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“I especially like to read what my patients are reading so I have something to discuss during our visits.”
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“I’ve had a hand in helping to develop some of the other nurse practitioner-owned clinics. I would like to see a consortium of us.”
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“I love what I do and I do what I love. I don’t think many others can say that.”
Executive Director, Lab Director, Pediatric Nurse Practitioner
Eagan Child and Family Clinic
Kid stuff: “In pediatrics we think of play as ‘the work of children.’ It is what they are supposed to do and what they should do.”
When major revisions to Minnesota state law cleared the way for nurse practitioners to own clinics, Gretchen Moen was first in line.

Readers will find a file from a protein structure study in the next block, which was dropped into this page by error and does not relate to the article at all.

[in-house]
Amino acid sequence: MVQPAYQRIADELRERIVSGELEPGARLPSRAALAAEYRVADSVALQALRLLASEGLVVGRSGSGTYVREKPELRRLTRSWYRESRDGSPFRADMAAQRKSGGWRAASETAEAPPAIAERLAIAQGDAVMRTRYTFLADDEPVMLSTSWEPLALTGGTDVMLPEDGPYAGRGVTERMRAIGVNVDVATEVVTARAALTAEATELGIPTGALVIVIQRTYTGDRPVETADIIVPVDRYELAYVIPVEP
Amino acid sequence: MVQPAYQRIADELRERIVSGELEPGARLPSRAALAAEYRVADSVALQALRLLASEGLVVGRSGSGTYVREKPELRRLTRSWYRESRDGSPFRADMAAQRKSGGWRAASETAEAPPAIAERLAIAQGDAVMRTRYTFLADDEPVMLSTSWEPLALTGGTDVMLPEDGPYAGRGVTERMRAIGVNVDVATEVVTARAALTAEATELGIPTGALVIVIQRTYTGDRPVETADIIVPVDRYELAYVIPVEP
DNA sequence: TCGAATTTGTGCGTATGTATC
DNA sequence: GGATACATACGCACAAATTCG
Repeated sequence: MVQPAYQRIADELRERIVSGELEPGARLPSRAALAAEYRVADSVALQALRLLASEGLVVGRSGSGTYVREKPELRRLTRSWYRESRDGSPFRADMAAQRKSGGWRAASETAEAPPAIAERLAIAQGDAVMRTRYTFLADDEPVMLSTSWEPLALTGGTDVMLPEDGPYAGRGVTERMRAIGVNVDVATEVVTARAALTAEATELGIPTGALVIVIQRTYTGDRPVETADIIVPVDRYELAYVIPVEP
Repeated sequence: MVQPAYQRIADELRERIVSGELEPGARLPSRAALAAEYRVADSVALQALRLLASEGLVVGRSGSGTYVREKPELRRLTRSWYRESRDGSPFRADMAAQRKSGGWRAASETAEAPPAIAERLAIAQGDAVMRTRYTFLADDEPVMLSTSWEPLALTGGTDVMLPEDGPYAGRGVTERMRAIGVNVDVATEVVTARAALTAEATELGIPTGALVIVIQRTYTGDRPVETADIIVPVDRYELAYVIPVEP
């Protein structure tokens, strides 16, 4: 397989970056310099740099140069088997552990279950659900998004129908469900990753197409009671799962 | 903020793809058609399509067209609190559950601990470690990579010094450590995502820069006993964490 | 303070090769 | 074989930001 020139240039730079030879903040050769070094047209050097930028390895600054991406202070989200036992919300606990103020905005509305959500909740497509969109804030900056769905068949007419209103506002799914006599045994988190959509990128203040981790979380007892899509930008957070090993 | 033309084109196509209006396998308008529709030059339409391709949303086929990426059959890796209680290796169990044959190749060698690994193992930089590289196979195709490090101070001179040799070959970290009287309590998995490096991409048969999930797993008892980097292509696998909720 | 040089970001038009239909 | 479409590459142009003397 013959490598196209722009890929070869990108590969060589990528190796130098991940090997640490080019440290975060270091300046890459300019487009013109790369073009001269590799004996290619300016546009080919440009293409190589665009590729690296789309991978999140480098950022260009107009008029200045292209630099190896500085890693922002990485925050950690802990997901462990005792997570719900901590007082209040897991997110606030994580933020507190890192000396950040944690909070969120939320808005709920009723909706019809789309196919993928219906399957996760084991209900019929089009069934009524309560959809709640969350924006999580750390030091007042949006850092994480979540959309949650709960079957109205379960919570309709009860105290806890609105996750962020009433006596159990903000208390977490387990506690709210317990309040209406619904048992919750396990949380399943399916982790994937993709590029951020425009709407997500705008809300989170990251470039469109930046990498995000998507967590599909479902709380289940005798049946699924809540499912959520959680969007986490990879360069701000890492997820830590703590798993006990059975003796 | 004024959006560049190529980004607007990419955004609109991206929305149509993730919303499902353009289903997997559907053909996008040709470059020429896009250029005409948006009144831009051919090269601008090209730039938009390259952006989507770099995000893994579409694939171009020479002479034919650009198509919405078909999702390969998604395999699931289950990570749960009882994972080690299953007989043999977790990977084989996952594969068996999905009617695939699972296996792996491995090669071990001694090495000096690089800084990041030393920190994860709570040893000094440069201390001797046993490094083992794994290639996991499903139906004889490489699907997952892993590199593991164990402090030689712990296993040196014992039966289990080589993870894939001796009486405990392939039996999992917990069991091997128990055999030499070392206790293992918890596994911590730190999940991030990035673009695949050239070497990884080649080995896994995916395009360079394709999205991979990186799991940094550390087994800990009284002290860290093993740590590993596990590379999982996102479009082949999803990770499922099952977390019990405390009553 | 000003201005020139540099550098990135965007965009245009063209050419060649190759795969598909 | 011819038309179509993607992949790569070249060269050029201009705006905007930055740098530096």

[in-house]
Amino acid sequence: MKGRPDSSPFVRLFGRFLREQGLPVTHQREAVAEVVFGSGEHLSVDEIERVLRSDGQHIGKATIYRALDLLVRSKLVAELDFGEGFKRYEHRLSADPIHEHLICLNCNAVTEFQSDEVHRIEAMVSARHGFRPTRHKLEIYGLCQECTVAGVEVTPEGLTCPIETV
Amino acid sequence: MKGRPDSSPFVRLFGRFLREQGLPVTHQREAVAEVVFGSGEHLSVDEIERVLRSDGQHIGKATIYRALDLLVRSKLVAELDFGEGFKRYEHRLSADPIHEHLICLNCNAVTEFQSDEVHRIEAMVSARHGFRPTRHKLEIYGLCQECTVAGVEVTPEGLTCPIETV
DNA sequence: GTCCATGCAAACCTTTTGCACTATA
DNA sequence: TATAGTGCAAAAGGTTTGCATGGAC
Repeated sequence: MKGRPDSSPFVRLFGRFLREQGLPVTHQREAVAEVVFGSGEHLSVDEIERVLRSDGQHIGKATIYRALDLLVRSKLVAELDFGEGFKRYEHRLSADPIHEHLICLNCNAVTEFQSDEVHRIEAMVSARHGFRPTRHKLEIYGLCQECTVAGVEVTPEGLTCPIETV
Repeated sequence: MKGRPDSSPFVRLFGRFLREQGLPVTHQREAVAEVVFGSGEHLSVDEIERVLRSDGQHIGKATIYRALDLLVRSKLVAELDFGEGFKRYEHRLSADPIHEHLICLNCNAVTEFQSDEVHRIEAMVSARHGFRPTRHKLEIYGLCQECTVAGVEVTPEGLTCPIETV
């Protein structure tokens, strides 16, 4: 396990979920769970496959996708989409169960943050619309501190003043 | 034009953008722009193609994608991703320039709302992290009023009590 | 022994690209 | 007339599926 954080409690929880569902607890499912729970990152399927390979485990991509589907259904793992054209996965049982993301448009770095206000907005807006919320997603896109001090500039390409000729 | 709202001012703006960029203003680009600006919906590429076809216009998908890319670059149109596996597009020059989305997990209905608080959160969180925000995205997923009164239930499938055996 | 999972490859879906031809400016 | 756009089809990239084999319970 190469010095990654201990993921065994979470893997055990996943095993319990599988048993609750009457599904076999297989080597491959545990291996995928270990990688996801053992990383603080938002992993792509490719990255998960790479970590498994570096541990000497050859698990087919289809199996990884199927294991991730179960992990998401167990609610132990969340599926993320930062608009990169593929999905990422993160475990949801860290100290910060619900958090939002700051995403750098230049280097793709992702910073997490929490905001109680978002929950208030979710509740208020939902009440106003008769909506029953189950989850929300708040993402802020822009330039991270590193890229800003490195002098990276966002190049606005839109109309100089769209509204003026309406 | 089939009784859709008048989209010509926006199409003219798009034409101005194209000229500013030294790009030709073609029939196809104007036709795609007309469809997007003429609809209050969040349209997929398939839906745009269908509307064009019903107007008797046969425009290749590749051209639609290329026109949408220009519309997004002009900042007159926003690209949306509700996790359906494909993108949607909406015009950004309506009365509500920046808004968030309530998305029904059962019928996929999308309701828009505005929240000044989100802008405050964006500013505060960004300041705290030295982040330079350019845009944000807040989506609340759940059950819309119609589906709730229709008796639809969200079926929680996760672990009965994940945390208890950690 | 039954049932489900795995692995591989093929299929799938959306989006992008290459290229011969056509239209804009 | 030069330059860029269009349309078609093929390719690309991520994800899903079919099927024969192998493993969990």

Scary? Sure. But this scrappy physician’s daughter who was raised on the Iron Range and in the Red River Valley had a pioneer’s passion far bigger than fear. “When I saw that people were losing sight of what we do as medical professionals, I decided—I’m going to try.”
The trailblazing has been bumpy. “It’s very difficult to be on your own—learning how to deal with insurance companies, regulations,” Moen says. As a primary care clinic, for example, Eagan Child and Family Clinic had to adopt an electronic health record system, “an endeavor that has nearly closed the clinic more than once,” Moen says.
But the clinic stands, and 10 years later, it’s still one of the only independently owned nonprofit pediatric clinics in the state. Next year, after the prescribed waiting period for the 501(c)(3) application, it will become the only pediatric and family clinic operating as a charity. The change will help the clinic develop more solid relationships with other charities doing complementary work.
But in many ways, nothing will change. “The frog is our mascot. One of the first rooms my clinic had was a frog room, and it’s become the choice room for the kids,” Moen says. Handy Medical Supply even brought Moen a therapy frog puppet as a gift. She uses it almost every day. “When my patients are afraid, the frogs are a source of calming.”